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Working Papers in Linguistics: Volume 56 (Autumn 2001)

Mostrando recursos 1 - 9 de 9

  1. Front Matter (Number 56, Autumn 2001)


  2. Back Matter (Number 56, Autumn 2001)


  3. Sentence Processing as Abduction+Deduction

    Vasishth, Shravan; Kruijff, Geert-Jan M.
    A sentence processing model is presented, based on abductive and deductive inference. We show that the model makes correct predictions for an array of data involving Dutch, German, Japanese, and Hindi center-embedding constructions. It has comparable or better empirical coverage with respect to several other theories of sentence processing, and can be integrated into an existing wide-coverage model, Lewis’ Interference and Confusability Theory, to obtain an integrated theory of working memory constraints on human language processing.

  4. An Empirical Evaluation of Sentence Processing Models: Center Embeddings in Hindi

    Vasishth, Shravan
    Data from Hindi center-embedding constructions (CECs) are used to evaluate three sentence processing models: Joshi’s Embedded Pushdown Automaton (EPDA), Gibson’s Syntactic Prediction Locality Theory (SPLT), and Lewis’ Interference and Confusability Theory (ICT). The SPLT and ICT (but not the EPDA) are found to correctly predict several processing facts about Hindi. However, the experimental results also reveal a problem for these two current, wide-coverage theories: neither model appears to be able to account for differences in reading time observed at noun phrases in Hindi CECs. A sentence processing model is proposed in an accompanying article (see (Vasishth & Kruijff 2001) in...

  5. Flexible Summativity: A Type-Logical Approach to Plural Semantics

    Vaillette, Nathan
    This paper explores some theoretical properties of summativity, a generalization of cumulativity. It presents an approach to plural semantics in which summativity can apply not only to lexical predicates, but also to partially saturated predicates. It is shown how this approach can be tied to an explicit type-logical syntax.

  6. Georgian Agreement Without Extrinsic Ordering

    Stewart, Thomas W., Jr.
    Accounts of Georgian morphological agreement marking on verbs have been frustrated by systematic deviations from regular morphemic behavior (co-occurrence restrictions and the so-called ‘inversion’ construction). A theory of inflection which does not assume the morpheme (e.g. Paradigm Function Morphology (PFM; Stump 1991, 1993, 2001)) permits the ready formal expression of some recalcitrant aspects of the distribution of agreement markers, but not all. By expanding the database somewhat and by capitalizing on independently motivated resources available within PFM, an approach is put forward here which shows the Georgian facts to fully respect rule ordering based wholly on proper subset exclusion (PFM’s...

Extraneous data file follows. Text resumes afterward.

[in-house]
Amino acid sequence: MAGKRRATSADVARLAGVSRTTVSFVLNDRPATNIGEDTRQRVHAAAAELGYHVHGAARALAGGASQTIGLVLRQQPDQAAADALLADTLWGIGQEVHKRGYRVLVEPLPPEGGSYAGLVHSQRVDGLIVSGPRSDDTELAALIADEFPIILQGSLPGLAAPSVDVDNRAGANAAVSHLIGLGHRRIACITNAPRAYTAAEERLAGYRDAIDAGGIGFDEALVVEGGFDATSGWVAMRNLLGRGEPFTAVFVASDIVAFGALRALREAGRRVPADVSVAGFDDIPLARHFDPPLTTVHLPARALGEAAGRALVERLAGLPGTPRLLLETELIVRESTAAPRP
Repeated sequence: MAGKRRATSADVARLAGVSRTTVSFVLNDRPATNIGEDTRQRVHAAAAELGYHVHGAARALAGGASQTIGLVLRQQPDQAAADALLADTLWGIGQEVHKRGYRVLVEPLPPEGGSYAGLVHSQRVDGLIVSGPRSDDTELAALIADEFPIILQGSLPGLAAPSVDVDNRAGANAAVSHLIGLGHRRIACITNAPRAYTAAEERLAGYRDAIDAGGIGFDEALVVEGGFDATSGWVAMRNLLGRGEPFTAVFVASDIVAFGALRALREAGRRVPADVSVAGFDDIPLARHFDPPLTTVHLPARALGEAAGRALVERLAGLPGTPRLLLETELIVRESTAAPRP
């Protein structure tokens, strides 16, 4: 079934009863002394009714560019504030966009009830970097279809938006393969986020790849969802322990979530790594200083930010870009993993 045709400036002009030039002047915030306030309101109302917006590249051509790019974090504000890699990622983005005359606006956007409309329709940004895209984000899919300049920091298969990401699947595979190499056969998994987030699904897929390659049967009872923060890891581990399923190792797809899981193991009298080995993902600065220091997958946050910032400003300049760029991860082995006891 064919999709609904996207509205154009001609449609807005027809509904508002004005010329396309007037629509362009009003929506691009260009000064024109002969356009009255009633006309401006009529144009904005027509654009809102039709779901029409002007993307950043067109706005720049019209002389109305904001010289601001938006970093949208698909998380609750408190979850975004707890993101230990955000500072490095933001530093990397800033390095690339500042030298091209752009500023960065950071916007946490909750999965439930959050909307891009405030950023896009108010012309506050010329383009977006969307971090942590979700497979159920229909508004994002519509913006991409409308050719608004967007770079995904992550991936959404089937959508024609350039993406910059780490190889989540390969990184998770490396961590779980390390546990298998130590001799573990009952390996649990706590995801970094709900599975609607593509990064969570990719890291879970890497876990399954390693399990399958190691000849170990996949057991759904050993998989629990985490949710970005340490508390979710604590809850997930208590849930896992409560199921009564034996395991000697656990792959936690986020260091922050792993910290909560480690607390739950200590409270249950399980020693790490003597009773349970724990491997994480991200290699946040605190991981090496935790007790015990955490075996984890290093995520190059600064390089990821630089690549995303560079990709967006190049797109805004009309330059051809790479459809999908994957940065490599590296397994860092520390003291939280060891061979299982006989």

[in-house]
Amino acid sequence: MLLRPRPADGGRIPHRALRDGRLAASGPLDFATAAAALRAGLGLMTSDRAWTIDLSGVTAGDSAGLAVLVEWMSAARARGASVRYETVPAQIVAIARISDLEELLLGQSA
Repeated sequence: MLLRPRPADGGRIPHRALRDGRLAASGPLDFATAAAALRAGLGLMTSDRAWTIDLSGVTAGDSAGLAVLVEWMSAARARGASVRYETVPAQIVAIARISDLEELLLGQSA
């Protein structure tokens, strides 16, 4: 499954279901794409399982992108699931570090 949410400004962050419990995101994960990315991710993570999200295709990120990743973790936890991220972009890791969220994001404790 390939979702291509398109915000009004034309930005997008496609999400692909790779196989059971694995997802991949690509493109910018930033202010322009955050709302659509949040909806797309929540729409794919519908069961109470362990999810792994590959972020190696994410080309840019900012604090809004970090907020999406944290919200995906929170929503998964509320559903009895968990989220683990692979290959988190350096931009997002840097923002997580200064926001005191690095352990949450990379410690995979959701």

7. Weak Object Pronoun Placement in Later Medieval Greek: Intralinguistic Parameters Affecting Variation

    Pappas, Panayiotis A.
    This paper presents some results from an in-depth analysis of the phenomenon of variation in weak object pronoun placement in Later Medieval Greek, focusing on the language-internal parameters that affect the variation. The findings reveal a complex pattern of variation that cannot be fully understood at this stage, and pose interesting questions for further investigation.

  8. Argument Composition and Linearization: Korean Complex Predicates and Scrambling

    Lee, Sun-Hee
    This paper deals with the formation of complex predicates and some interesting scrambling facts in Korean. First, we extend the notion of complex predicates to include various noun-verb combinations by providing syntactic and semantic evidence. Within the HPSG framework, we then propose a general schema based on argument composition, which can be used for different types of complex predicates. Furthermore, in opposition to Chung (1998)’s approach using argument composition for scrambling phenomena, we argue that linearization constraint is better to account for various permutation possibilities in Korean.

  9. Morphologically Complex Predicates in Japanese and What They Tell Us About Grammar Architecture

    Cipollone, Domenic
    In this paper we take a fresh look at an old problem, the syntax and semantics of Japanese causatives. We demonstrate some seldom-noted similarities causatives bear to other Japanese morphologically complex predicates and argue why these similarities are important. Following a survey and critique of past analyses, we conclude that the principle of compositionality is at the root of the deficiencies of these analyses. We thus propose a modified, slightly non-compositional version of Manning et al.’s (1999) analysis, similar in spirit to Minimal Recursion Semantics (Copestake et al. 1995, 1999). We conclude with some discussion of possible replacements for compositionality.

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